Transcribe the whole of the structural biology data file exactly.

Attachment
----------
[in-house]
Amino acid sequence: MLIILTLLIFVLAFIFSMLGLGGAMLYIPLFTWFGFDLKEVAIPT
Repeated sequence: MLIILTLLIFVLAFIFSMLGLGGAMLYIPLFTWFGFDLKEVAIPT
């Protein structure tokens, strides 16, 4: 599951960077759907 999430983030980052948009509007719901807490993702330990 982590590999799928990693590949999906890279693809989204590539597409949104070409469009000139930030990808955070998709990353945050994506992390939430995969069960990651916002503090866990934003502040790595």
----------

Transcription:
[in-house]
Amino acid sequence: MLIILTLLIFVLAFIFSMLGLGGAMLYIPLFTWFGFDLKEVAIPT
Repeated sequence: MLIILTLLIFVLAFIFSMLGLGGAMLYIPLFTWFGFDLKEVAIPT
């Protein structure tokens, strides 16, 4: 599951960077759907 999430983030980052948009509007719901807490993702330990 982590590999799928990693590949999906890279693809989204590539597409949104070409469009000139930030990808955070998709990353945050994506992390939430995969069960990651916002503090866990934003502040790595």